Are reward programs really worth it?
You’ve just purchased your groceries and, almost automatically, hand over your loyalty card to be scanned. But do you really know what it’s capturing?
The thing is, with any type of reward card or loyalty program – be it through your supermarket, chemist, department store chain or airline – your information is being collected so their marketing team can drill down on you even further. If you’re not savvy with redeeming your rewards or cashing in your end of the deal, they might not be worth having in the first place.
Let’s take a look at the different types of programs out there.
Supermarket and store loyalty cards
Retail stores use loyalty cards as a way to keep their customers coming back and spending more money, offering you something back in return. This could be a special deal, offer or discount, or depending on the card, redeemable for frequent flyer points.
If you’re a regular shopper at this store anyway, there’s no harm in having a loyalty card if you plan on redeeming your deals. But if you’re actively changing your shopping habits to seek out these kinds of programs, it’s probably not worth your effort.
The fact is, while the company is gaining insights and data on your shopping habits, the returns are often minimal. You often have to spend a lot to get a little back, for example, on a $1000 purchase you might only gain $5.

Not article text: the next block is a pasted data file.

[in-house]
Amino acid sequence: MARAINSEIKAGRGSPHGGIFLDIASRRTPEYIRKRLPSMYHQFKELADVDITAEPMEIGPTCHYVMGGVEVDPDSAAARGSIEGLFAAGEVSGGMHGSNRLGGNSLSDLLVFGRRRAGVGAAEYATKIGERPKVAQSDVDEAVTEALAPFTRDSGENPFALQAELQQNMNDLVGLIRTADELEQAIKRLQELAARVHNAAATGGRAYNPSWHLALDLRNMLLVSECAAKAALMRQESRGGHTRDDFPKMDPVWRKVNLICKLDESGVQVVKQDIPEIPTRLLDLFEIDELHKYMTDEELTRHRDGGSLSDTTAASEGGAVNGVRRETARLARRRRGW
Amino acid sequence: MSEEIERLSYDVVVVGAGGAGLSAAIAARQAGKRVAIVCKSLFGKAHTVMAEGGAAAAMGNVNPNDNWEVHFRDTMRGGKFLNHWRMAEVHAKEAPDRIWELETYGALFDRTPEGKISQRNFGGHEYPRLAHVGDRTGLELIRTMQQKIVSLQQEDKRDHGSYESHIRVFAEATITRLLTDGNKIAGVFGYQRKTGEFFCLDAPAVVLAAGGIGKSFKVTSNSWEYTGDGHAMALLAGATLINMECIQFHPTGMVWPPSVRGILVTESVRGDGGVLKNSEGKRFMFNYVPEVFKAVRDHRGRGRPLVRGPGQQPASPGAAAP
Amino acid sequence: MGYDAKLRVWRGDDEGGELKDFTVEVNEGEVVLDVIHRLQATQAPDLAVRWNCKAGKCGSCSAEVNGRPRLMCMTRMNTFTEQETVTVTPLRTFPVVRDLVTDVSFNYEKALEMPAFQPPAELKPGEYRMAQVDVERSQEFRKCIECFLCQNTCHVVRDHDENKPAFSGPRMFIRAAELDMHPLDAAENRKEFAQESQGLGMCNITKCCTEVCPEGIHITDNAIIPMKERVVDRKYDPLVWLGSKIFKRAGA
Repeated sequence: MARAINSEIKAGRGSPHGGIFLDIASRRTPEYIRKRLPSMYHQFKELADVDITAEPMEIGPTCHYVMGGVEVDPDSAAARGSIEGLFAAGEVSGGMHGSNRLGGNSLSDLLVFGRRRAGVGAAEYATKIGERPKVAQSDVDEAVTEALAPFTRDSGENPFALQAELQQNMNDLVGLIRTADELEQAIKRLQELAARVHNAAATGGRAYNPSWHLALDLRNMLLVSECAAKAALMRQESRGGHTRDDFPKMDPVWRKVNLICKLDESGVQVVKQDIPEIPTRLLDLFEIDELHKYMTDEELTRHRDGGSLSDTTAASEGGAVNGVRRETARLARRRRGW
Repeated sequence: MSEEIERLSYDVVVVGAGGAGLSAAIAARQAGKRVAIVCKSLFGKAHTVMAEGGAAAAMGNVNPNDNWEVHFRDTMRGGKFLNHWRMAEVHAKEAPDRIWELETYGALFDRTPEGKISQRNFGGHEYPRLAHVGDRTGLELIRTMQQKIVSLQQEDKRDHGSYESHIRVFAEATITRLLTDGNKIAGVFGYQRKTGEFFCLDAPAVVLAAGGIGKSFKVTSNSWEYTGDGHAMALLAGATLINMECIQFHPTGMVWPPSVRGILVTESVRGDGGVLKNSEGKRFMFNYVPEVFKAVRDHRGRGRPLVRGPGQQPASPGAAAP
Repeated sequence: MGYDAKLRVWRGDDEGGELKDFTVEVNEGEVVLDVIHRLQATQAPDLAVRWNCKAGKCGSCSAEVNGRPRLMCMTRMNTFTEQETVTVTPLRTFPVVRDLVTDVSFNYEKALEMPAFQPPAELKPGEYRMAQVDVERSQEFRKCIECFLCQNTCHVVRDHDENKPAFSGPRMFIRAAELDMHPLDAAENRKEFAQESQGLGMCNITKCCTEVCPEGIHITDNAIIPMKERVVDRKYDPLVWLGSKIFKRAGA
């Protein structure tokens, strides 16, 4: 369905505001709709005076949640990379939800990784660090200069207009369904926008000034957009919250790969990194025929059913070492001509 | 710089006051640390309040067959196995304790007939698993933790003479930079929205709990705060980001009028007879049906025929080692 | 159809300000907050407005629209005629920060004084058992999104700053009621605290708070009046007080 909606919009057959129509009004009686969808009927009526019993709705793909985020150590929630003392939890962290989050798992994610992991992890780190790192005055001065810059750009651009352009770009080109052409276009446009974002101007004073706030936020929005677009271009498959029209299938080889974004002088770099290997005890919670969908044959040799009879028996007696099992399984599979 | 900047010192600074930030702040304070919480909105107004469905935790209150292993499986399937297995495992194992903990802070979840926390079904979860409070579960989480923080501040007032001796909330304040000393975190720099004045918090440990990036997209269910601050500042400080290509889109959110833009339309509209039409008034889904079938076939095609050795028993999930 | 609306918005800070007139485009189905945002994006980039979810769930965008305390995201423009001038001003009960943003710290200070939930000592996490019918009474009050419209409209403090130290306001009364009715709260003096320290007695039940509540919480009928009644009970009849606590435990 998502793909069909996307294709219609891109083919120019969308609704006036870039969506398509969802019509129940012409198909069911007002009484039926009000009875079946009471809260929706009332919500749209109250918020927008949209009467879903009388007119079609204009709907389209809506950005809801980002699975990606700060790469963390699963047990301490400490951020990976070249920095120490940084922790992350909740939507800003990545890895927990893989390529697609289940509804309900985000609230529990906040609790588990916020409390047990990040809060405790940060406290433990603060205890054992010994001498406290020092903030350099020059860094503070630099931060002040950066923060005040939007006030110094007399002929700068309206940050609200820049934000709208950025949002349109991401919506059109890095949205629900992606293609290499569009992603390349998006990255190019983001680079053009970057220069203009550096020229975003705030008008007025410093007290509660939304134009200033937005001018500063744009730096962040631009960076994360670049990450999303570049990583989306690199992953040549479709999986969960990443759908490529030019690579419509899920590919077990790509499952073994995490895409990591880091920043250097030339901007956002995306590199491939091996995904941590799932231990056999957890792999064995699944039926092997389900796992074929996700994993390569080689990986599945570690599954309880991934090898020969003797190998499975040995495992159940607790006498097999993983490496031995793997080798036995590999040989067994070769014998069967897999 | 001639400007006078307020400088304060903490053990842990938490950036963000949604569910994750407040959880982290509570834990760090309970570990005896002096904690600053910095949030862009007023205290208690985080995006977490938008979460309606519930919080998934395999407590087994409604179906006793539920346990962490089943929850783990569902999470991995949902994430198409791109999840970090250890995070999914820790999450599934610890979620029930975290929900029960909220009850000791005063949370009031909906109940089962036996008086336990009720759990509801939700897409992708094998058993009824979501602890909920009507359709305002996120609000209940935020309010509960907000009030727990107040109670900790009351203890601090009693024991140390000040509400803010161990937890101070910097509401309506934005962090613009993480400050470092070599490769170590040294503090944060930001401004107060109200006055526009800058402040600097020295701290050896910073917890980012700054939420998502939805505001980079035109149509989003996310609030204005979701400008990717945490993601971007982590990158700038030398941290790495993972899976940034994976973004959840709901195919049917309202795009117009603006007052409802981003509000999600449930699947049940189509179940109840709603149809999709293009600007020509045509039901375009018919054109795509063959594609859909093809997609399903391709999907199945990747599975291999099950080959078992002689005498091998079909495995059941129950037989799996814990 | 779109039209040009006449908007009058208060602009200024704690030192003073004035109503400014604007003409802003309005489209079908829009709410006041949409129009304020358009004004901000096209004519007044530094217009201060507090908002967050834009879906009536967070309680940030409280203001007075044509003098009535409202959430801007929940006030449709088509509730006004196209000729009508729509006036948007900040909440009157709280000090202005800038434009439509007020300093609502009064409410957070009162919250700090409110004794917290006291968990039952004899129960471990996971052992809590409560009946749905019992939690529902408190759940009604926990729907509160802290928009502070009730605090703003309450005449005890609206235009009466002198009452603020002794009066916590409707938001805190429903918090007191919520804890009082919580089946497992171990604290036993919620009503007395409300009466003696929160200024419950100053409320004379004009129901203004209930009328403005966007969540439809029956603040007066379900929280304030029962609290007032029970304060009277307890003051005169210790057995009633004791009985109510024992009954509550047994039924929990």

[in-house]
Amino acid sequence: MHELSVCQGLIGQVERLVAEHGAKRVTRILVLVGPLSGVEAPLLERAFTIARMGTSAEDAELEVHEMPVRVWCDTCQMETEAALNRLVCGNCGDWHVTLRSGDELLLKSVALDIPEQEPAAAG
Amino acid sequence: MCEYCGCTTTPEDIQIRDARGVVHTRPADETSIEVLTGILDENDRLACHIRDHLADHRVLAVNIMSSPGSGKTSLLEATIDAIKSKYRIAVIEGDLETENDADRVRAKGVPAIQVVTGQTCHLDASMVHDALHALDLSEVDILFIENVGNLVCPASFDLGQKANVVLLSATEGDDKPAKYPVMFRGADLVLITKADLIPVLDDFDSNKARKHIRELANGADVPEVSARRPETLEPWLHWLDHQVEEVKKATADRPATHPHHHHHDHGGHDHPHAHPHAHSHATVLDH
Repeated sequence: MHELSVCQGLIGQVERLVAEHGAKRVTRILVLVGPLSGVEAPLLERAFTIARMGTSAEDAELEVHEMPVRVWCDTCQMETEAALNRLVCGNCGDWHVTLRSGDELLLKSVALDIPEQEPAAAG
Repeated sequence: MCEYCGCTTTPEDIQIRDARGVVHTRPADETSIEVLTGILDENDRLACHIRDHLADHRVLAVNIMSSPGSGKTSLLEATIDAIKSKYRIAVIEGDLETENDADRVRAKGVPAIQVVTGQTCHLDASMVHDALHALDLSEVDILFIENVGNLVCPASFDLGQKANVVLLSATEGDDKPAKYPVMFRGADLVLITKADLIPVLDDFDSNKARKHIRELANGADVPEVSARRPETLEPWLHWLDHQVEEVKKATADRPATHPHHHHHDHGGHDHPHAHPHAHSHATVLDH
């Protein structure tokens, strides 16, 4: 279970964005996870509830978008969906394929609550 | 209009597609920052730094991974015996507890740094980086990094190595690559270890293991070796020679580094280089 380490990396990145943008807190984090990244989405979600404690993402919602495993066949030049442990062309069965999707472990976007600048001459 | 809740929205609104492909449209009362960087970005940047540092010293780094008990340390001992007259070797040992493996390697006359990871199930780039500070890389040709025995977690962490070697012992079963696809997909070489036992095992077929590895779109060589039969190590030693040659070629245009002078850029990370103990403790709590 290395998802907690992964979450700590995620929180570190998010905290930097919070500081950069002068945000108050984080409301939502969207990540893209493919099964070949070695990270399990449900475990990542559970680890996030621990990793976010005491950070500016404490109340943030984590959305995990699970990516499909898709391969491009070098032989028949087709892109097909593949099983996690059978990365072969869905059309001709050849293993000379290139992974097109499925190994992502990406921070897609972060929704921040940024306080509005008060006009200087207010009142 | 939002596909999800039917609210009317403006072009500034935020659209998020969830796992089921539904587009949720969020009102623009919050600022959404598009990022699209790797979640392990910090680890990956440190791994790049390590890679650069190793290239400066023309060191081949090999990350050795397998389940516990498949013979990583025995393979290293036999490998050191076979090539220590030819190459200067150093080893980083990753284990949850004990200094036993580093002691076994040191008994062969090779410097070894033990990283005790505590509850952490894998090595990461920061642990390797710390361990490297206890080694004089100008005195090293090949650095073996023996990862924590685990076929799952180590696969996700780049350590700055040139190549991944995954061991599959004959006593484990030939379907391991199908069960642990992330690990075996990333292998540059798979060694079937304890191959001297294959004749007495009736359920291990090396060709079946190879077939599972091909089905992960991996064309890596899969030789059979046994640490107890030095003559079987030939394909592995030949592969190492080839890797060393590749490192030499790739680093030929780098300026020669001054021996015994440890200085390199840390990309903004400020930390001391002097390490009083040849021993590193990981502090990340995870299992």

Credit card reward points
While a free store loyalty card might not be worth the effort, it’s not costing you anything. Credit cards, on the other hand, are.
Credit card issuers (including bank, retail and airline issued cards) use reward programs to attract consumers, offering a large range of incentives to encourage signups and spending. But before committing to one credit card over another, it’s really important to look at the annual fees and interest they charge, rather than opting for the one with the best loyalty program. The truth is, you’ll probably end up paying more on fees than you’ll gain in points.
Another factor to consider is your ability to pay off your card each month. If you’re a consistent payer who rarely (if ever) is charged interest on your card, then opting for a credit card reward program might be worth it for you. If, however, you’re often late paying and accrue interest, it’s probably better for you to focus on paying off your debt with a no-frills, low-cost card, rather than being tempted by incentives to spend more.
But it’s not all doom and gloom. If you travel a lot and are competent credit card payer, then looking for a card that accrues points that can be redeemed for flights is a no-brainer. Another benefit is that some credit card reward schemes offer a cashback when you reach a certain number of points, which can be used to pay off credit card debt.
You may also like
With the average Sydney house price over the $1 million mark, many first homebuyers are acquiring an investment property and continuing to rent. Read on to find out if your first property purchase should be a home to live in or an investment property.Read more